4 12. After crossing-over as shown below, what would the sequence of genes be for each of the chromatids? A. ABCD, abcd, ABcd, abcd B. ABab, CDCd, abab, CDcD C. ABCD, abcd, abcd, abcd D. ABCd, abcd, abcd, abcd 13. Gregor Mendel developed several laws of heredity over the course of his genetic research. What does the first law of heredity, the law of segregation, state about genes? A. Mutations can only occur in heterozygous organisms. B. Dominant alleles are always more likely to be inherited. C. Two alleles for a trait separate when gametes are formed. D. Alleles of different genes separate independently of one another during gamete formation. 14. It is possible for an organism to inherit a gene with two dominant alleles. What is a gene with two dominant alleles that are expressed at the same time? A. polygenic inheritance B. heterozygous C. incompletely dominant D. codominant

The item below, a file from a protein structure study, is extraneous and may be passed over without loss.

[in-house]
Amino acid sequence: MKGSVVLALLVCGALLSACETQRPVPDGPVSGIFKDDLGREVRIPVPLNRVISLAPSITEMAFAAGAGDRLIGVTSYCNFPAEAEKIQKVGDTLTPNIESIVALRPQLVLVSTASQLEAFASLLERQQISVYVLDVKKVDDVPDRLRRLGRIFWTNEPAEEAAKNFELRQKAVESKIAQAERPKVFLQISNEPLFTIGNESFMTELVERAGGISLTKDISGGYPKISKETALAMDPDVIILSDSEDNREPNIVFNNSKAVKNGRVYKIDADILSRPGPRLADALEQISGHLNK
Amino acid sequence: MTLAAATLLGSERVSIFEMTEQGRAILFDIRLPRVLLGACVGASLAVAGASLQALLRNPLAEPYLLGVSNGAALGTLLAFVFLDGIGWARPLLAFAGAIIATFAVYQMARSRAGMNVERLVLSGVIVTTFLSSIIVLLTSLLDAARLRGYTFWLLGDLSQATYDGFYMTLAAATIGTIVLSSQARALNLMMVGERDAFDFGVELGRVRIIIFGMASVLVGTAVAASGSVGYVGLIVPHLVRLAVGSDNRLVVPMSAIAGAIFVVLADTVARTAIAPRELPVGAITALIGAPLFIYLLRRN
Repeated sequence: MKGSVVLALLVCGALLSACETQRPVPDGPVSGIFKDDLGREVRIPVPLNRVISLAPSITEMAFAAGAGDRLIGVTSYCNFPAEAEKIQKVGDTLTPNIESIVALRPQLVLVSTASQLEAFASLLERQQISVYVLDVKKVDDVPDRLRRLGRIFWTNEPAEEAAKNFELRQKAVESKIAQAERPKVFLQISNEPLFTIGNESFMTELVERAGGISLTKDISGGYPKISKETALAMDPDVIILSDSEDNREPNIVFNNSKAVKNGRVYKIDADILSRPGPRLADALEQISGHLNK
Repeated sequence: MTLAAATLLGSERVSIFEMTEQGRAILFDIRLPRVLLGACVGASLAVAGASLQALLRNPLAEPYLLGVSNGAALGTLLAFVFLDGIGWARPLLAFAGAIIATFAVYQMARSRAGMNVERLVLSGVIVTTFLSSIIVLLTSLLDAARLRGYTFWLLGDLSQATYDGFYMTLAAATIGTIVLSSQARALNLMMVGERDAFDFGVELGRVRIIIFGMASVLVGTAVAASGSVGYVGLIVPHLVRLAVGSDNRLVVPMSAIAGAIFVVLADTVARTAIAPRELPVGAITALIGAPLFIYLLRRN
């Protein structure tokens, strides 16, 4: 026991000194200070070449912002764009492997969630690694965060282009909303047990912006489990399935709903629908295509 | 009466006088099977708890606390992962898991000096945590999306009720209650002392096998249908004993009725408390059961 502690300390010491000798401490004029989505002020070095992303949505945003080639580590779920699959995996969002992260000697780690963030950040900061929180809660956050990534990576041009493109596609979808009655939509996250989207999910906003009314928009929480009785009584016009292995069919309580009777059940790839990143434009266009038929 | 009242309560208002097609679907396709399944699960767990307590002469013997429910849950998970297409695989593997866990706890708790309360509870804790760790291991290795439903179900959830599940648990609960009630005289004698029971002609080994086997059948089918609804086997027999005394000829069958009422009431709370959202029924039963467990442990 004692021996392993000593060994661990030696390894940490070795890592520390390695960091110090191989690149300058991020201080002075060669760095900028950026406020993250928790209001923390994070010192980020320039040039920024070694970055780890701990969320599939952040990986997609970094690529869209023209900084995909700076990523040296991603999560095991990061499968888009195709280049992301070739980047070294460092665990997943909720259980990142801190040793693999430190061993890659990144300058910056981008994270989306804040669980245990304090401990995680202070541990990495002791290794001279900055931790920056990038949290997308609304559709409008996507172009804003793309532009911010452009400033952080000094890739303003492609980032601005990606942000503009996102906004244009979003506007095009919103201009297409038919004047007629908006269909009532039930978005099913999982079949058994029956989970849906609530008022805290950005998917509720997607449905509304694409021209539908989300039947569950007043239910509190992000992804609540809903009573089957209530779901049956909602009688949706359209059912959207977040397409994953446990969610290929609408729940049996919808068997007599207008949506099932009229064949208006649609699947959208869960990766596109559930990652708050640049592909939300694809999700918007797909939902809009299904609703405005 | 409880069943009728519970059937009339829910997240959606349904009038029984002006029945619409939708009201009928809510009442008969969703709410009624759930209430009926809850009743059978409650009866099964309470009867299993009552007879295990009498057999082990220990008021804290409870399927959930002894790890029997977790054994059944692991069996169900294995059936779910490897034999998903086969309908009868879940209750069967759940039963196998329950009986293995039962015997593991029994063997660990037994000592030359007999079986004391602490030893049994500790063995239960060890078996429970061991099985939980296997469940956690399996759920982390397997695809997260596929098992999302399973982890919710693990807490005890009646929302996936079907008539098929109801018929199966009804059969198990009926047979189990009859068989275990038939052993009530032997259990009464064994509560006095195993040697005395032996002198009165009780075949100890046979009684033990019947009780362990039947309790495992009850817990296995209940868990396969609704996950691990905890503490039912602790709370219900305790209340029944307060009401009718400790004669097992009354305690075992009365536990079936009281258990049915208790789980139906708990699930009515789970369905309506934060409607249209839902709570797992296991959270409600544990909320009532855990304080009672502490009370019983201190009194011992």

5 15. A certain type of flower has two alleles for color (blue, purple), and two alleles for stem height (tall, short). A tall blue flower and a short purple flower are crossed, resulting in tall blue flowers, short blue flowers, tall purple flowers, and short purple flowers. What law does this example help to prove? A. Law of Multiple Alleles B. Law of Genetic Inheritance C. Law of Segregation D. Law of Independent Assortment 16. Human height is a polygenic trait. This means that the A. trait is controlled by the genes inherited from the father only. B. trait is controlled by the genes inherited from the mother only. C. trait is controlled by more than one pair of genes. D. trait is completely controlled by only one pair of genes. 17. A(n) is a characteristic arising from genes located on gender-determining chromosomes. A. allele B. genotype C. autosomal trait D. sex-linked trait 18. Mrs. Smith has blood type A. Her father has blood type A, and her mother has blood type B. If Mr. Smith has blood type AB, what is the probability that they will have a child with blood type AB? A. 50% B. 100% C. 25% D. 0% 19. A student crosses two true-breeding pea plants, one with green pods and the other with yellow pods. If yellow is dominant over green, what phenotypic results will the student find in the F1 generation? A. 100% yellow B. 75% green, 25% yellow C. 75% yellow, 25% green D. 100% green 20. In pea plants, tall (T) plants are dominant over short (t) plants. If a heterozygous (Tt) pea plant is crossed with a homozygous dominant (TT) pea plant, all of the resulting pea plants should be tall (TT or Tt). Each plant